New threat as time-lapse maps reveal how new Covid variant ‘Orthrus’ has spread through UK

NEW maps reveal how a new Covid variant dubbed ‘Orthrus’ has spread through the UK.

The charts below show how the variant, named CH1.1, has rippled across the country and now accounts for 23.3 per cent of cases, data from the Sanger Institute states.


The maps above show how Orthrus has spread across England from December 3 to January 7. The darker colours on the map are areas where there are more cases of the strain present
Data from the Sanger Institute states that the Kraken variant is responsible for around three per cent of cases in the UK. The maps above show how rates have increased since December


Data from the Sanger Institute states that the Kraken variant is responsible for around three per cent of cases in the UK. The maps above show how rates have increased since December

At the start of the month Independent Sage said CH.1.1 represented a small number of cases.

At the beginning of December, it was responsible for just over one per cent of infections.

But now, Orthrus accounts for close to 100 per cent of genomic tests in some boroughs includingWoking, Bradford, Oxford, Reading and Seven Oaks.

However, the data is only based on a small amount of samples so is not a true reflection of the scale of the spread.

CH.1.1 is an offshoot of BA.2.75, which was first detected in May 2022 in India.


Maps also show how the so-called Kraken variant has spread, with cases of XBB.1.5 having increased in the US in recent months.

It is now responsible for just 3.6 per cent of infections across England, the Sanger data shows.

At present in the UK, BQ.1 and its sub lineages are the dominant strains.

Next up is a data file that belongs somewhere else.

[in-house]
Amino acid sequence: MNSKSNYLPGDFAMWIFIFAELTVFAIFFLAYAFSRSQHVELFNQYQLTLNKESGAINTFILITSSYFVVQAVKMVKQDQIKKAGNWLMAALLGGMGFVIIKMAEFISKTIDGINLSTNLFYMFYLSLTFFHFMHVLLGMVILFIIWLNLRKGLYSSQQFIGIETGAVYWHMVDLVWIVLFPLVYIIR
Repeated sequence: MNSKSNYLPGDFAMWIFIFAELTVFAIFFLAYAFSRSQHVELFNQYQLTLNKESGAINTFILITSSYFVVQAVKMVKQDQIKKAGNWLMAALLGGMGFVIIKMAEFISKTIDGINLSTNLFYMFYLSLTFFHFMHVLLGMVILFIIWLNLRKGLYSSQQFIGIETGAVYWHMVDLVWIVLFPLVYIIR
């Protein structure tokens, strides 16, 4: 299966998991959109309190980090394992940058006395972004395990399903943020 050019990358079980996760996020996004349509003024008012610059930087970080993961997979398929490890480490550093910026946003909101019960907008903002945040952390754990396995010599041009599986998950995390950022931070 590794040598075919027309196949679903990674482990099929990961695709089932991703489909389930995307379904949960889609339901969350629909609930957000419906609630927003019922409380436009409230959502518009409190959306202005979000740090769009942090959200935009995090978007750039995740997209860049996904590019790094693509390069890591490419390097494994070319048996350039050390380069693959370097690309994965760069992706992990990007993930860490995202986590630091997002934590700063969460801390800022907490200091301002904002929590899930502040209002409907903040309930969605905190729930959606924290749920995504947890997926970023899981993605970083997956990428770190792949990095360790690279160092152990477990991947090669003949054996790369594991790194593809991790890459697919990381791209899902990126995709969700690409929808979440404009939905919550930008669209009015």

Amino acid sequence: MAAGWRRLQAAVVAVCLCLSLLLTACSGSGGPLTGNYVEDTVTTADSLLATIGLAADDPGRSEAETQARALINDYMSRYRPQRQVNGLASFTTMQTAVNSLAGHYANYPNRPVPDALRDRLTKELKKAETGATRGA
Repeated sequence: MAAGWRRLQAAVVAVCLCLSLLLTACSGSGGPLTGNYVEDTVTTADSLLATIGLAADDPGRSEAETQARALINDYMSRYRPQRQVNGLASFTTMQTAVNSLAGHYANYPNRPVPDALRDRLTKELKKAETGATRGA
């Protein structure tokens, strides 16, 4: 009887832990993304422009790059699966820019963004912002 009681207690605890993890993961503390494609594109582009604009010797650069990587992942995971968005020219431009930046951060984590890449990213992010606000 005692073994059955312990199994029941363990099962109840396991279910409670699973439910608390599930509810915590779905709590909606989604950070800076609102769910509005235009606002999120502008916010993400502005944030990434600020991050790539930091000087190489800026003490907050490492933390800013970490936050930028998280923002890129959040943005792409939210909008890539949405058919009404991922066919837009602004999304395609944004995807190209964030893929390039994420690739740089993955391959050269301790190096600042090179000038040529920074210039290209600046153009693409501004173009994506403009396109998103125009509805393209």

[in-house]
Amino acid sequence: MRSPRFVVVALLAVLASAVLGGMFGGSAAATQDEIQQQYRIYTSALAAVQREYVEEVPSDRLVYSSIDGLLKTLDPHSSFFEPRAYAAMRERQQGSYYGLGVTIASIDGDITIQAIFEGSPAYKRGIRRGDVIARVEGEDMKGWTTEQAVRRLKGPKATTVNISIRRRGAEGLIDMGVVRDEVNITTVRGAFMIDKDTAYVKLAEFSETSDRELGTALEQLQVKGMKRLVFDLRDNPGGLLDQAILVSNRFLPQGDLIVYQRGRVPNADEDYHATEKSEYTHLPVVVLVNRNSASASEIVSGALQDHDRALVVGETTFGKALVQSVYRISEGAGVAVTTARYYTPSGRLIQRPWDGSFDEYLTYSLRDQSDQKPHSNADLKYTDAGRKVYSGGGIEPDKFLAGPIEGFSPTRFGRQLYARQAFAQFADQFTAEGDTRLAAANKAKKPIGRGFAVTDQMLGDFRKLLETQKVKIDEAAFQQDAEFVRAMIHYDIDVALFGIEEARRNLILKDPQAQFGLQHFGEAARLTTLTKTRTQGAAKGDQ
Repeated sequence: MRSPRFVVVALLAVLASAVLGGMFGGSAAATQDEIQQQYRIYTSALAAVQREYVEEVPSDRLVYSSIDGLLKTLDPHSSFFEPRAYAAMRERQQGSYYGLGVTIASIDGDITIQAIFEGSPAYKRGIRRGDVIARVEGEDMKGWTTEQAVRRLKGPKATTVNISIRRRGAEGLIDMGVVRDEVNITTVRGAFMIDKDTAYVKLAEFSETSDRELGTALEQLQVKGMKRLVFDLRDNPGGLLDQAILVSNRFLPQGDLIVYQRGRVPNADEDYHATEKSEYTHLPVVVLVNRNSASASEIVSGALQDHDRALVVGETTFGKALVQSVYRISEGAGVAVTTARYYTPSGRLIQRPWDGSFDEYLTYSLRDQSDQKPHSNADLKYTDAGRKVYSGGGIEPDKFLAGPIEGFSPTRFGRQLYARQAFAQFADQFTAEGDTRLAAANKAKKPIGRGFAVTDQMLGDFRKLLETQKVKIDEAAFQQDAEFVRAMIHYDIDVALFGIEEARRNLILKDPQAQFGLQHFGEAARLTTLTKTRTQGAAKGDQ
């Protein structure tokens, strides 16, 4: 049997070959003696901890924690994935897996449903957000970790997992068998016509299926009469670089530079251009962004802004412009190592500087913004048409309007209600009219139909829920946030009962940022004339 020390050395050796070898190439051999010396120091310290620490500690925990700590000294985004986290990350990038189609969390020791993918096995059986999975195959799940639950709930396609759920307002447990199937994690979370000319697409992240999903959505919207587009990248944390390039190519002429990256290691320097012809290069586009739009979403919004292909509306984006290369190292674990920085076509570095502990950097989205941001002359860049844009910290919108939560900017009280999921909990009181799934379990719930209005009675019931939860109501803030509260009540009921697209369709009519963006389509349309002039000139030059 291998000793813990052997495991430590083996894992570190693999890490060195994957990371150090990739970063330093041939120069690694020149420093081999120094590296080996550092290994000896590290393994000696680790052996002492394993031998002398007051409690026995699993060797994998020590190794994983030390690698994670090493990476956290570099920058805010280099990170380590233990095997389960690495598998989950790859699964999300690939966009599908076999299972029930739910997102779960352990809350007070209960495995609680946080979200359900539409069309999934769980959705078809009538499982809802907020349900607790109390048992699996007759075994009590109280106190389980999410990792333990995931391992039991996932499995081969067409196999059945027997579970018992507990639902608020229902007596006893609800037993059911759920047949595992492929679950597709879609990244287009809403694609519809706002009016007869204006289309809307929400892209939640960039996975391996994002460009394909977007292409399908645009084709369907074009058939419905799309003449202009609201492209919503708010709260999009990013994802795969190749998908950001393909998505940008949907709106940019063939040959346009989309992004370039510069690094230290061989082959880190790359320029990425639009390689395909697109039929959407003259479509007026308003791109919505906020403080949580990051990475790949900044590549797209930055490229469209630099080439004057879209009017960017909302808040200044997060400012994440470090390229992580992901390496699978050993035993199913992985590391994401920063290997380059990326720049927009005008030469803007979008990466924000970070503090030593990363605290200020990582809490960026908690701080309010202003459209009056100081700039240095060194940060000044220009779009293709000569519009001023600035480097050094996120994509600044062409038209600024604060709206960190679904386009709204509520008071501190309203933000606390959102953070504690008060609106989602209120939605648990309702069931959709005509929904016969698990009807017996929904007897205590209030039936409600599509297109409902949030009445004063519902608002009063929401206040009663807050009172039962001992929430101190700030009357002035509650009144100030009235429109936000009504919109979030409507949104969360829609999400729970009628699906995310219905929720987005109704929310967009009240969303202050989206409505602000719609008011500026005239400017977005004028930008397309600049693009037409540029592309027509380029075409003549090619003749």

A risk assessment conducted by UK Health Security Agency (UKHSA) together with academic partners found that CH.1.1 and XBB.1.5 are currently the variants most likely to take over from BQ.1 as the next dominant variant in the UK.

This is unless further novel variants arise, experts said.

However it’s important to note that at this time, neither Orthrus or Kraken have been dubbed as variants of concern by the UKHSA.

The Kraken variant – an off-shoot of Omicron – was first detected in India in August and has since been found in 25 countries.

The ‘Kraken’ nickname appears to have first been suggested on Twitter by evolutionary biologist Prof T. Ryan Gregory.

“This year, some of us decided that we needed nicknames for variants worth watching, given that the WHO wasn’t giving any new names under their system,” he wrote.

“We’ve been using mythological creature names for variants that are being discussed outside of technical discussions.”

Dr Meera Chand, Director of Clinical and Emerging Infections, UKHSA said: “Through our genomic surveillance we continue to see evolution of variants in the Omicron family.

“UKHSA is constantly monitoring the situation and working to understand the implications for public health.

“Vaccination remains our best defence against future COVID-19 waves, so it is still as important as ever that people come forward and take up all the doses for which they are eligible as soon as possible.”

While these variants are not yet dominant, experts have said that those in the US coming down with the Kraken strain have experienced cold and flu like symptoms.

Speaking at a press conference Dr Allison Arwady, the Chicago Department of Public Health commissioner, said: “We’re seeing more people actually just have cold-like symptoms.

“But are less likely to have those flu-like, really feeling very sick [symptoms such as] the high fevers.”

Typical cold symptoms include  a runny nose, sore throat, cough and congestion, according to the NHS.


The Sun has been urging Brits to protect against both Covid and flu, as part of its “Do the Double” campaign.

The Omicron strain has already been found to be milder than others that came before it.

And the mammoth rollout of vaccines across the UK has meant many already have some level of protection from the bug.

However, the World Health Organisation (WHO) has said XBB.1.5 is “the most transmissible sub-variant which has been detected yet”.

The new version of the bug has gained additional mutations which make it better at evading immunity and therefore “more infectious”, Prof Francois Balloux of the UCL Genetics Institute has said.

He added: “It is widely anticipated to go up in frequency globally, and may cause a sizeable fraction of cases globally in the near future. 

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“As such, it could push up case numbers over the coming weeks in the UK.”

However, Prof Jonathan Ball a virologist at the University of Nottingham said there was “no evidence it’s more dangerous” than current strains.

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